MORE than half of the Great Lakes’ population is over 50, posing a huge planning challenge for the future. Currently there is no council strategy in place directly dealing with the needs of its older residents, but that is set to change.
The Great Lakes has left behind neighbouring council areas in terms of its aging population including Port Macquarie, which has 46 per cent over 50; Taree at 45 per cent and Port Stephens at almost 40 per cent; as well as retirement meccas Gosford (39.1 per cent) and Coffs Harbour (39.8 per cent).
About 53 per cent of the Great Lakes’ population is over 50, and the population is continuing to age. To help develop a strategy to provide better services for this major population group, people over 50 living in the shire have been urged to take part in a survey that will allow them to rate services for older people in the area. The survey takes in everything from transport to health and other areas of concern. People over 50 are also urged to make suggestions for its improvement.
Great Lakes Council’s community services coordinator Lyndie Hepple said the survey, and the results of recent focus group studies, would be used to create a council Ageing Strategy.
The strategy is being put together by Great Lakes Council and COTA (Council of the Ageing) and will serve as a pilot for the rest of NSW.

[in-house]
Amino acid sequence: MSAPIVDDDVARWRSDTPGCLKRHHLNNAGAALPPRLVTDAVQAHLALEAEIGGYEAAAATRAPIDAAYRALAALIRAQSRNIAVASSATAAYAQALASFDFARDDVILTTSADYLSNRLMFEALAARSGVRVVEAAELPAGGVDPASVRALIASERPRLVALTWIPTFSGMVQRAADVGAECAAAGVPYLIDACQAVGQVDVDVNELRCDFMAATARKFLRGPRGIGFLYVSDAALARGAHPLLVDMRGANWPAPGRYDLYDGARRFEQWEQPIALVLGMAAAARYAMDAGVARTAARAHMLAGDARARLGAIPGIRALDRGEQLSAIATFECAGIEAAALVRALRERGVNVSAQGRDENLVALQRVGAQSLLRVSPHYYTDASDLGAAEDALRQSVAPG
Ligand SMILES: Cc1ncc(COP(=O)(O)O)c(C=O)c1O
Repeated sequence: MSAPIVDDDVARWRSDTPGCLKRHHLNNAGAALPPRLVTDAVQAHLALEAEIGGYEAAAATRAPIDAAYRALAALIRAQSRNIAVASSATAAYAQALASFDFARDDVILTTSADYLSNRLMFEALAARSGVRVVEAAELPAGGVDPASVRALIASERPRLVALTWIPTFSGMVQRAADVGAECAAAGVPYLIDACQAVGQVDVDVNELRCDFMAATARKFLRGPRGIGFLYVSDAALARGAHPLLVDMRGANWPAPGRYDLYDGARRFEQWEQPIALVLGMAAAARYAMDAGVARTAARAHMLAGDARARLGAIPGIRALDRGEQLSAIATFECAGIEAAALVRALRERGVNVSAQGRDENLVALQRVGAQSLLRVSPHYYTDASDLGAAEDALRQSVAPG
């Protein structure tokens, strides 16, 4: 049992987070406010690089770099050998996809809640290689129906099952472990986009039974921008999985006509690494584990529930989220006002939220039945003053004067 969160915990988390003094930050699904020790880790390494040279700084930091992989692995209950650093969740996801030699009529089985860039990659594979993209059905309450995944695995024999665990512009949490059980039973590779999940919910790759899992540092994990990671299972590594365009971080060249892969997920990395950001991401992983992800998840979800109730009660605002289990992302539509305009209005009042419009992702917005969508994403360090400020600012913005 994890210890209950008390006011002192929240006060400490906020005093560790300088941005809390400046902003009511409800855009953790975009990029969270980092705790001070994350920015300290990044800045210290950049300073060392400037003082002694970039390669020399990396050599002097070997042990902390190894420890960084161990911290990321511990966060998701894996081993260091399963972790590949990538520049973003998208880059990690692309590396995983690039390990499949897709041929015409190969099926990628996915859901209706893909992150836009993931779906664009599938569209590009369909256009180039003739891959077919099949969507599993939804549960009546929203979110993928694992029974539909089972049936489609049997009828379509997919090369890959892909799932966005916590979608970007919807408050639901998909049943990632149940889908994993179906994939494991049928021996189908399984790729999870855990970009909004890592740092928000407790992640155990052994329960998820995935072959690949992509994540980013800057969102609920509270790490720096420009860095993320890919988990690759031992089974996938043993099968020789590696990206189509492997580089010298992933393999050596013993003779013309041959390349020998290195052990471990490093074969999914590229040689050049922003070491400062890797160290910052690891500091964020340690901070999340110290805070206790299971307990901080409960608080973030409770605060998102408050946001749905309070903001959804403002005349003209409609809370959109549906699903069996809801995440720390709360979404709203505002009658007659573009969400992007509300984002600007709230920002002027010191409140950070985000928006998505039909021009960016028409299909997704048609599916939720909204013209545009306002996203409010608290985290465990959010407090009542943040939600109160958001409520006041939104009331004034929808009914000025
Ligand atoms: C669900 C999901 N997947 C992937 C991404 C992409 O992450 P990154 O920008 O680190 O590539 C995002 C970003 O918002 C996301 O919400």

“It should help us identify gaps of services in the area,” Ms Hepple said.
Major issues to come out of the focus groups were a lack of public transport (particularly in outlying areas such as Tea Gardens and Stroud), health service provision and communication problems.
Tea Gardens-Hawks Nest is a particularly important area for planning for the elderly, as the 2011 Census showed it had the highest proportion of 60-64 year olds in NSW (11.2 per cent).
“In some areas we will be able to come up with strategies to make improvements,” Ms Hepple said.
“It could be something as simple as improving a footpath to the shops or allowing for enough bench seating for people to be able to take regular breaks while walking.
“In other areas that council cannot directly improve, like health services, we can be an advocate and lobby for improvements.”
COTA consultant Dr Jane Bringolf has taken the lead on the development of the council strategy and has focused on the idea that creating a community and environment that suits an older person ultimately suits everyone.
“It suits people with prams, a young person with a broken leg – it’s not something they might need every day, but it’s there for them as well,” Ms Hepple said.
The survey closes on May 2 and is available on council’s website. People without computer access can contact Ms Hepple on 6591 7490 and she will post the survey out with a reply-paid envelope.
The results from the survey and focus groups will be used to create a draft strategy. Once it is adopted by council, it will go on public display for people to make further comment.